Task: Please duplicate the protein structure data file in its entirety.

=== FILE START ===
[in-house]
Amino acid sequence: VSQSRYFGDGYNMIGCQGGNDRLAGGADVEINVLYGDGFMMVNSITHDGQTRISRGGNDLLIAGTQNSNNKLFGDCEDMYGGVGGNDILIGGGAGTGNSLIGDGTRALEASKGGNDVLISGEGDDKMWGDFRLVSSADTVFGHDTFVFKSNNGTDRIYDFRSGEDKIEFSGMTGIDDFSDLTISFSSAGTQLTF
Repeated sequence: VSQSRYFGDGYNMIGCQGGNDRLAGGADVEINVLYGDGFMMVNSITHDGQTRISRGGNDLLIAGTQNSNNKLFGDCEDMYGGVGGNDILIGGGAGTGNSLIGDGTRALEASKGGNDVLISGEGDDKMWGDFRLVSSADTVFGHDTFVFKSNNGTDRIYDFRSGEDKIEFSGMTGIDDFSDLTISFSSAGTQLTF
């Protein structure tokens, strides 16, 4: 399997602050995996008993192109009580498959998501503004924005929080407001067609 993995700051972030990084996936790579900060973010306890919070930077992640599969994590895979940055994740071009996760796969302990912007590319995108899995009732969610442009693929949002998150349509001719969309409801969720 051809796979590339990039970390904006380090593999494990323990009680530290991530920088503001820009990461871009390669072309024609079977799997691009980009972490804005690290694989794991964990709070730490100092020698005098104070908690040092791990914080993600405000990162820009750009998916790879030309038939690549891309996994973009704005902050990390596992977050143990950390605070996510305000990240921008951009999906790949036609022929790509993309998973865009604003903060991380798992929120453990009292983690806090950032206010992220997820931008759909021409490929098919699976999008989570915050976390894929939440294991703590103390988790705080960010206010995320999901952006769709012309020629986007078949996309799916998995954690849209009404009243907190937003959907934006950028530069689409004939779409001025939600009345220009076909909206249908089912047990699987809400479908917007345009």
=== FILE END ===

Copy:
[in-house]
Amino acid sequence: VSQSRYFGDGYNMIGCQGGNDRLAGGADVEINVLYGDGFMMVNSITHDGQTRISRGGNDLLIAGTQNSNNKLFGDCEDMYGGVGGNDILIGGGAGTGNSLIGDGTRALEASKGGNDVLISGEGDDKMWGDFRLVSSADTVFGHDTFVFKSNNGTDRIYDFRSGEDKIEFSGMTGIDDFSDLTISFSSAGTQLTF
Repeated sequence: VSQSRYFGDGYNMIGCQGGNDRLAGGADVEINVLYGDGFMMVNSITHDGQTRISRGGNDLLIAGTQNSNNKLFGDCEDMYGGVGGNDILIGGGAGTGNSLIGDGTRALEASKGGNDVLISGEGDDKMWGDFRLVSSADTVFGHDTFVFKSNNGTDRIYDFRSGEDKIEFSGMTGIDDFSDLTISFSSAGTQLTF
């Protein structure tokens, strides 16, 4: 399997602050995996008993192109009580498959998501503004924005929080407001067609 993995700051972030990084996936790579900060973010306890919070930077992640599969994590895979940055994740071009996760796969302990912007590319995108899995009732969610442009693929949002998150349509001719969309409801969720 051809796979590339990039970390904006380090593999494990323990009680530290991530920088503001820009990461871009390669072309024609079977799997691009980009972490804005690290694989794991964990709070730490100092020698005098104070908690040092791990914080993600405000990162820009750009998916790879030309038939690549891309996994973009704005902050990390596992977050143990950390605070996510305000990240921008951009999906790949036609022929790509993309998973865009604003903060991380798992929120453990009292983690806090950032206010992220997820931008759909021409490929098919699976999008989570915050976390894929939440294991703590103390988790705080960010206010995320999901952006769709012309020629986007078949996309799916998995954690849209009404009243907190937003959907934006950028530069689409004939779409001025939600009345220009076909909206249908089912047990699987809400479908917007345009």